Foto bij Chapter 2 // Betty's Bakery

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Before I realized it, I reached the village. The muggles smiled friendly and some even waved at me. I waved back happily.
The bakery was probably the cutest cottage in the whole village. It was small and decorated with flowers. The windows and the door were painted bright red and above the entrance were the words ‘Betty’s Bakery’ in graceful letters. I sniffed deeply as I entered. Nothing smelled as good as the bread, pies and cakes Batty baked. My mother was quite a good cook, but even her pastries couldn’t match these delicacies.
‘Good morning, Katherine!’ Betty showed me her usual smile. Her teeth were pearly white, but crooked and occasionally there were even some bits of her breakfast between them. Today, however, she seemed to have washed her teeth properly.
‘Good morning, madam Betty. How are you?’
‘Always so polite!’ She clapped her hands with delight, ‘I’m fine, thank you. How can I help you today?’
I told her my order and while she was busy we chatted about the weather and other unimportant things.
‘The new schoolyear almost starts again,’ she said, after I had paid, and she gave me my order. ‘Do you feel like it?’
‘I am really looking forward to it! Although I have to say that I’ll really miss your macaroons.’
‘Oh! Maybe you can come by on the weekends. I’ll keep something aside for you,’ she winked, which made me smile.
‘That’s very sweet of you, madam Betty, but that won’t be necessary. I’m going to a school in the north. It’s a boarding school, so I won’t be able to stop by on weekends either.’
‘Then ask your parents to come by and send you some of my cakes,’ she insisted, ‘then I also get to meet your parents for once!’
I trembled at the thought. I had convinced Betty that I lived in a village not far from here and that I always came to her bakery on foot, because my parents didn’t have a car. Nothing was farther from the truth, of course. My parents’ home was in Wiltshire, which was about an hour’s drive from Castle Combe. Not that we owned a car. Like most wizards, we almost always used the fireplace to get somewhere. I couldn’t apparate yet (I was too young for that) but once I was in my sixth year at Hogwarts, I would learn to do it and then I would never have to take the soot of my clothes again.
After I assured her that I would visit during the Christmas holiday, she put some extra sweets in my bag and said her good-byes to me, I walked back in the direction of the cottage. On the way, I pulled out my letter from Hogwarts school for witchcraft and wizardry from my pocket. For weeks I had been taking it everywhere with me, afraid of losing it. One more week and I would be allowed to take the train on platform 9 ¾. I would spend a year without my parents complaining. I could meet other wizards, more interesting people than that evil pure-blooded scum my parents seemed to be so fond off. And off course I would get to spend an entire year with my best friend.
Draco sat on guard, staring at the fire and his wand in his long, pale fingers. He looked up when I came in and wiped the dust and moulded teacup off the table. While we ate, I asked him about Hogwarts. He probably was tired of my questions already, but he answered them anyway, even if he had answered them a million times before.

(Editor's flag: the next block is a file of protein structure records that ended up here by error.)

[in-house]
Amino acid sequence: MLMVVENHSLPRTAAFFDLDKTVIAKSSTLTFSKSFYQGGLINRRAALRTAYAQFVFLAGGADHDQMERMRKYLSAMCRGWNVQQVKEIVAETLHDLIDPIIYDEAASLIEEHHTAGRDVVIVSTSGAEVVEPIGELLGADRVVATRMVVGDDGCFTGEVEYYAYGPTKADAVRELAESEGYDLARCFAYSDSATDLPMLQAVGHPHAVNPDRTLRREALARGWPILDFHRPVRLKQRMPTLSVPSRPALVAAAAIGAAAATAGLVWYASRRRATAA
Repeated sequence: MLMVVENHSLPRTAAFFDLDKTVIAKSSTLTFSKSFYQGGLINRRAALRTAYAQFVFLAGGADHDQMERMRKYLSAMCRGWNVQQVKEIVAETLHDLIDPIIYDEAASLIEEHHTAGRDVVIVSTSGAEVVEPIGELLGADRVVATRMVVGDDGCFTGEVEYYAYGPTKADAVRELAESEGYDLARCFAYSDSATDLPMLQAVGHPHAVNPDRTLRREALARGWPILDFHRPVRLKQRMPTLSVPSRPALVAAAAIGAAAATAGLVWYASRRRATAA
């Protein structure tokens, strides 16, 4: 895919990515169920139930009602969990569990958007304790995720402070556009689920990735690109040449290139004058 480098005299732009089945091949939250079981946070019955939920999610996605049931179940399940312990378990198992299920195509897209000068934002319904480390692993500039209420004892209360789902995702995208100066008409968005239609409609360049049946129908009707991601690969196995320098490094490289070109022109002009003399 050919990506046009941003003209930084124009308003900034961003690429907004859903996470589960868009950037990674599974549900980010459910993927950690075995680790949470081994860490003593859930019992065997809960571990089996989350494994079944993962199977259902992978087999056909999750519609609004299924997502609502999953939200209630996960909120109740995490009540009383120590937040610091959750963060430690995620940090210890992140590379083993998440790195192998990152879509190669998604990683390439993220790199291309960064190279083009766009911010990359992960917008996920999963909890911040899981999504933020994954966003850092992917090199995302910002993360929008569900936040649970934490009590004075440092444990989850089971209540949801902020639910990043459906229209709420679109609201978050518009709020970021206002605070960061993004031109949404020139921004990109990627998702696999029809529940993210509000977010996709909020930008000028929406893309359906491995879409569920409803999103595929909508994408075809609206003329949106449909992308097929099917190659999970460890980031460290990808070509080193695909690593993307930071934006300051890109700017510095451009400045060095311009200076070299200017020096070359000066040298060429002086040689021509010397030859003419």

Suddenly, I was startled by a loud bang in the room. I turned around and stared into the big bulging eyes of Bonkers. Her huge bat ears lay flat on her head and her long, thick nose touched the ground as she bowed.
‘Bonkers,’ I said as I got up, ‘what are you doing here?’
‘The masters have sent for you, miss Katherine,’ The house elf kept bowing as she spoke, ‘there is a party tonight and the mistress wants you at home in time, so that you are completely in tip-top condition. She also wants you to go to Diagon Alley to pick up your school supplies.’
‘Isn’t she going with me?’ I asked, but I already knew the answer. My mother would never waste her precious time to go with me to get my school stuff.
‘No, miss Katherine,’ Bonkers looked up for the first time and began pulling her blanket, which she wore as a piece of clothing.
‘And my father?’
‘The master is busy for tonight’s party,’ Bonkers muttered, ‘but if miss Katherine does not want to go alone, Bonkers can always come with her?’
I sat down and folded my hands together. Suddenly I didn’t feel like eating the cheesecake, which lay half-eaten before me.
‘No, it’s okay, Bonkers, thanks, but I think you’d better go and help my father.’
‘As miss Katherine wishes,’ the house elf answered, and he disappeared again with a loud bang.
‘You treat that thing way to good,’ Draco sniffed, stuffing another piece of cheesecake into his mouth.
But I didn’t listen to him. I pushed my cheesecake away, walked to the cupboard and took out my robes. Draco slid the last piece of cheesecake in his mouth and stood up.
‘I’ll see you tonight,’ I nodded absently. I was too stubborn to admit that my mother’s request had upset me. I knew Draco wouldn’t ask to accompany me. He knew I wouldn’t want it.
And I wouldn’t ask him. I knew my mother would keep a close eye on my behaviour in Diagon Alley and if I showed any weakness, she would punish me. Asking Draco to stay with me wasn’t an option. We both knew that.
He sighed, stepped into the fire, shouted the words ‘Malfoy Manor, Wiltshire’ and disappeared into a sea of green flames. I cleaned the rest of the rubbish, put on my robes, stashed the muggle clothes away in the closet and grabbed some green floo powder. I threw the powder into the fire, shouted ‘Diagon Alley’ and disappeared into a tunnel of emerald green flames.

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